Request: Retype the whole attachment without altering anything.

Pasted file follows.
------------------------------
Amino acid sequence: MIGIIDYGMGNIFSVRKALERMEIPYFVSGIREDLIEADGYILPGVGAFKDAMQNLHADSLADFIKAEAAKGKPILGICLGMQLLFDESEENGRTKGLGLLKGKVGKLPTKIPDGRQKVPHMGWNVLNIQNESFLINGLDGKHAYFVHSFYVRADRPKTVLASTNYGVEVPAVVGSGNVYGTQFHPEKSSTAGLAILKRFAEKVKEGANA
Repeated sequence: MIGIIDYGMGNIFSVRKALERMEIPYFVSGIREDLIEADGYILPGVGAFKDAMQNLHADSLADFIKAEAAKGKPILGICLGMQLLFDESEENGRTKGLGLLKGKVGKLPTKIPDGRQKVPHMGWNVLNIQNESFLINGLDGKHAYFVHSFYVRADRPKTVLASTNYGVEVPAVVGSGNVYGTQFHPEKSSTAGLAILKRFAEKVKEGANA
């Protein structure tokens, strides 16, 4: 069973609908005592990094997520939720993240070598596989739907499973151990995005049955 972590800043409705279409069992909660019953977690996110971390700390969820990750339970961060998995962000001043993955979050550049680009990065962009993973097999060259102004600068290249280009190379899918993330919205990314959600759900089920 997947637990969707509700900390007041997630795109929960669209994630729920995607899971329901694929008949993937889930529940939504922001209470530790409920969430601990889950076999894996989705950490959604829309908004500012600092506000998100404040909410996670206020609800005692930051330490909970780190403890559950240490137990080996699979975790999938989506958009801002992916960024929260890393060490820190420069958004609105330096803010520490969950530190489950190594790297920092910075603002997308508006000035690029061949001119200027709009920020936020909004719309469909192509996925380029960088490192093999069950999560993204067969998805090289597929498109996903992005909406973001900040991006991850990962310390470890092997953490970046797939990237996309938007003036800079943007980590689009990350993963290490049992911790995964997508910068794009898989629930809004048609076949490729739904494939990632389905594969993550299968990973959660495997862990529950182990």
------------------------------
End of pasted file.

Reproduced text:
Amino acid sequence: MIGIIDYGMGNIFSVRKALERMEIPYFVSGIREDLIEADGYILPGVGAFKDAMQNLHADSLADFIKAEAAKGKPILGICLGMQLLFDESEENGRTKGLGLLKGKVGKLPTKIPDGRQKVPHMGWNVLNIQNESFLINGLDGKHAYFVHSFYVRADRPKTVLASTNYGVEVPAVVGSGNVYGTQFHPEKSSTAGLAILKRFAEKVKEGANA
Repeated sequence: MIGIIDYGMGNIFSVRKALERMEIPYFVSGIREDLIEADGYILPGVGAFKDAMQNLHADSLADFIKAEAAKGKPILGICLGMQLLFDESEENGRTKGLGLLKGKVGKLPTKIPDGRQKVPHMGWNVLNIQNESFLINGLDGKHAYFVHSFYVRADRPKTVLASTNYGVEVPAVVGSGNVYGTQFHPEKSSTAGLAILKRFAEKVKEGANA
């Protein structure tokens, strides 16, 4: 069973609908005592990094997520939720993240070598596989739907499973151990995005049955 972590800043409705279409069992909660019953977690996110971390700390969820990750339970961060998995962000001043993955979050550049680009990065962009993973097999060259102004600068290249280009190379899918993330919205990314959600759900089920 997947637990969707509700900390007041997630795109929960669209994630729920995607899971329901694929008949993937889930529940939504922001209470530790409920969430601990889950076999894996989705950490959604829309908004500012600092506000998100404040909410996670206020609800005692930051330490909970780190403890559950240490137990080996699979975790999938989506958009801002992916960024929260890393060490820190420069958004609105330096803010520490969950530190489950190594790297920092910075603002997308508006000035690029061949001119200027709009920020936020909004719309469909192509996925380029960088490192093999069950999560993204067969998805090289597929498109996903992005909406973001900040991006991850990962310390470890092997953490970046797939990237996309938007003036800079943007980590689009990350993963290490049992911790995964997508910068794009898989629930809004048609076949490729739904494939990632389905594969993550299968990973959660495997862990529950182990």